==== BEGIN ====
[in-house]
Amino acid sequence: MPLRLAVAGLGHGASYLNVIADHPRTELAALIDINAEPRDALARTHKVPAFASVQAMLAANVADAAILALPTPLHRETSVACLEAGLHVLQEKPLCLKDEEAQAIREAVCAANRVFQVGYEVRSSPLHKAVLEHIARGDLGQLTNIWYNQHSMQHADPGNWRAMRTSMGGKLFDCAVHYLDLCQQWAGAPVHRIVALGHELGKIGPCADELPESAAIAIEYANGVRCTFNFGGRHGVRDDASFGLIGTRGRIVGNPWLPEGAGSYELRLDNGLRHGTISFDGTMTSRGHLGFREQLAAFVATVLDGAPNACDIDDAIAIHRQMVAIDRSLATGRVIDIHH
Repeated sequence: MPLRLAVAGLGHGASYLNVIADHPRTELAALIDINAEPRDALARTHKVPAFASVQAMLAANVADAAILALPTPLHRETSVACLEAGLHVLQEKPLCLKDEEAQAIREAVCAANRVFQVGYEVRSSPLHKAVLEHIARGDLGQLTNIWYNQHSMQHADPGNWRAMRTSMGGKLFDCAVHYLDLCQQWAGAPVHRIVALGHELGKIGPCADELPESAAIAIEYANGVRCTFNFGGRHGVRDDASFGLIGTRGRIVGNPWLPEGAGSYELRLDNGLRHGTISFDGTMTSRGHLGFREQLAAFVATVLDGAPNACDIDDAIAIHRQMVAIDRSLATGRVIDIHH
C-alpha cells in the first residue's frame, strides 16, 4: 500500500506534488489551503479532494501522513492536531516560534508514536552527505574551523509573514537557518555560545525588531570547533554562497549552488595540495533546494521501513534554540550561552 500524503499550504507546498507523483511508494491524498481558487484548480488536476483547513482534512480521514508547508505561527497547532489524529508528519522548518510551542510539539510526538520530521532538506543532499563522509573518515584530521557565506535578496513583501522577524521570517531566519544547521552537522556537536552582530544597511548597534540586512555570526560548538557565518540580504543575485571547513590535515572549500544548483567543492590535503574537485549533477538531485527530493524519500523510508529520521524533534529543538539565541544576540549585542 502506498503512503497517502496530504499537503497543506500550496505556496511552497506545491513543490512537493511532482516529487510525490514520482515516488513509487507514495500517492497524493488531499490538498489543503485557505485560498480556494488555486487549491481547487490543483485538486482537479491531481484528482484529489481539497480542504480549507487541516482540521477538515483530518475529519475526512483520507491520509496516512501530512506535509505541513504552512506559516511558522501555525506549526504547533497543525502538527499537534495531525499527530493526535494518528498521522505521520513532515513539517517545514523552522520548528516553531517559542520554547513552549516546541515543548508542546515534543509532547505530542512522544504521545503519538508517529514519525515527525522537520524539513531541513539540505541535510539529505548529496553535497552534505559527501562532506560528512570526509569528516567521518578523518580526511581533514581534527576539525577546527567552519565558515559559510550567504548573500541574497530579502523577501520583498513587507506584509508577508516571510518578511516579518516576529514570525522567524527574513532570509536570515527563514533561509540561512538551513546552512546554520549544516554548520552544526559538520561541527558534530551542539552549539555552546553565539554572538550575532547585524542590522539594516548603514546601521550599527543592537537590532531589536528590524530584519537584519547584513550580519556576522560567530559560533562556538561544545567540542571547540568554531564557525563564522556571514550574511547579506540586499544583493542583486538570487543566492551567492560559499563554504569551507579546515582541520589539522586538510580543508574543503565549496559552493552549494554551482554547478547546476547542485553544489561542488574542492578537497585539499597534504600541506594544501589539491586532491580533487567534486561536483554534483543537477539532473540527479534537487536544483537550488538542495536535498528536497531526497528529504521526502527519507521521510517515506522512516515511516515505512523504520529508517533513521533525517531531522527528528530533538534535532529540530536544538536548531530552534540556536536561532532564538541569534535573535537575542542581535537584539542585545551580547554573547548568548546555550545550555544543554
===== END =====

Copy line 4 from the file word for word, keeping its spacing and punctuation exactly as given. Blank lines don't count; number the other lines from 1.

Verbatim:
C-alpha cells in the first residue's frame, strides 16, 4: 500500500506534488489551503479532494501522513492536531516560534508514536552527505574551523509573514537557518555560545525588531570547533554562497549552488595540495533546494521501513534554540550561552 500524503499550504507546498507523483511508494491524498481558487484548480488536476483547513482534512480521514508547508505561527497547532489524529508528519522548518510551542510539539510526538520530521532538506543532499563522509573518515584530521557565506535578496513583501522577524521570517531566519544547521552537522556537536552582530544597511548597534540586512555570526560548538557565518540580504543575485571547513590535515572549500544548483567543492590535503574537485549533477538531485527530493524519500523510508529520521524533534529543538539565541544576540549585542 502506498503512503497517502496530504499537503497543506500550496505556496511552497506545491513543490512537493511532482516529487510525490514520482515516488513509487507514495500517492497524493488531499490538498489543503485557505485560498480556494488555486487549491481547487490543483485538486482537479491531481484528482484529489481539497480542504480549507487541516482540521477538515483530518475529519475526512483520507491520509496516512501530512506535509505541513504552512506559516511558522501555525506549526504547533497543525502538527499537534495531525499527530493526535494518528498521522505521520513532515513539517517545514523552522520548528516553531517559542520554547513552549516546541515543548508542546515534543509532547505530542512522544504521545503519538508517529514519525515527525522537520524539513531541513539540505541535510539529505548529496553535497552534505559527501562532506560528512570526509569528516567521518578523518580526511581533514581534527576539525577546527567552519565558515559559510550567504548573500541574497530579502523577501520583498513587507506584509508577508516571510518578511516579518516576529514570525522567524527574513532570509536570515527563514533561509540561512538551513546552512546554520549544516554548520552544526559538520561541527558534530551542539552549539555552546553565539554572538550575532547585524542590522539594516548603514546601521550599527543592537537590532531589536528590524530584519537584519547584513550580519556576522560567530559560533562556538561544545567540542571547540568554531564557525563564522556571514550574511547579506540586499544583493542583486538570487543566492551567492560559499563554504569551507579546515582541520589539522586538510580543508574543503565549496559552493552549494554551482554547478547546476547542485553544489561542488574542492578537497585539499597534504600541506594544501589539491586532491580533487567534486561536483554534483543537477539532473540527479534537487536544483537550488538542495536535498528536497531526497528529504521526502527519507521521510517515506522512516515511516515505512523504520529508517533513521533525517531531522527528528530533538534535532529540530536544538536548531530552534540556536536561532532564538541569534535573535537575542542581535537584539542585545551580547554573547548568548546555550545550555544543554